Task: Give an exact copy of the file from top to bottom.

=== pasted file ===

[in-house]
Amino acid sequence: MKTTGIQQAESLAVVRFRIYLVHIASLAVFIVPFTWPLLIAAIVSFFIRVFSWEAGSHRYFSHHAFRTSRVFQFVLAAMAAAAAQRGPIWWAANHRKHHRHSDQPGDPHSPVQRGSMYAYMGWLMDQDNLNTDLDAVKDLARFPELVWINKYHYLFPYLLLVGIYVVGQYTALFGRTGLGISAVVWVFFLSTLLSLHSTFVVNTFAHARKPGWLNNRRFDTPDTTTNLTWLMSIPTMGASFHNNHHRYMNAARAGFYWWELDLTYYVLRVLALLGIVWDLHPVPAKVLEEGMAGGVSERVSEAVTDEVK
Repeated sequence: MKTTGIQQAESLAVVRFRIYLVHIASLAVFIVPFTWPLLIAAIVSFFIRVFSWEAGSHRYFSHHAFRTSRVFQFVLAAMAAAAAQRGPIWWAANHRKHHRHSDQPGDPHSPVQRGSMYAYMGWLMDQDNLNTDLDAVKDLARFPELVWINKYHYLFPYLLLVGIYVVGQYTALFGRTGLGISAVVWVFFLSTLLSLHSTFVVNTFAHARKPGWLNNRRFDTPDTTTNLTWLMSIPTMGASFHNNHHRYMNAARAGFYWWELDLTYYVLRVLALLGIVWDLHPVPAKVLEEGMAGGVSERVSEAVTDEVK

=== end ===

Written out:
[in-house]
Amino acid sequence: MKTTGIQQAESLAVVRFRIYLVHIASLAVFIVPFTWPLLIAAIVSFFIRVFSWEAGSHRYFSHHAFRTSRVFQFVLAAMAAAAAQRGPIWWAANHRKHHRHSDQPGDPHSPVQRGSMYAYMGWLMDQDNLNTDLDAVKDLARFPELVWINKYHYLFPYLLLVGIYVVGQYTALFGRTGLGISAVVWVFFLSTLLSLHSTFVVNTFAHARKPGWLNNRRFDTPDTTTNLTWLMSIPTMGASFHNNHHRYMNAARAGFYWWELDLTYYVLRVLALLGIVWDLHPVPAKVLEEGMAGGVSERVSEAVTDEVK
Repeated sequence: MKTTGIQQAESLAVVRFRIYLVHIASLAVFIVPFTWPLLIAAIVSFFIRVFSWEAGSHRYFSHHAFRTSRVFQFVLAAMAAAAAQRGPIWWAANHRKHHRHSDQPGDPHSPVQRGSMYAYMGWLMDQDNLNTDLDAVKDLARFPELVWINKYHYLFPYLLLVGIYVVGQYTALFGRTGLGISAVVWVFFLSTLLSLHSTFVVNTFAHARKPGWLNNRRFDTPDTTTNLTWLMSIPTMGASFHNNHHRYMNAARAGFYWWELDLTYYVLRVLALLGIVWDLHPVPAKVLEEGMAGGVSERVSEAVTDEVK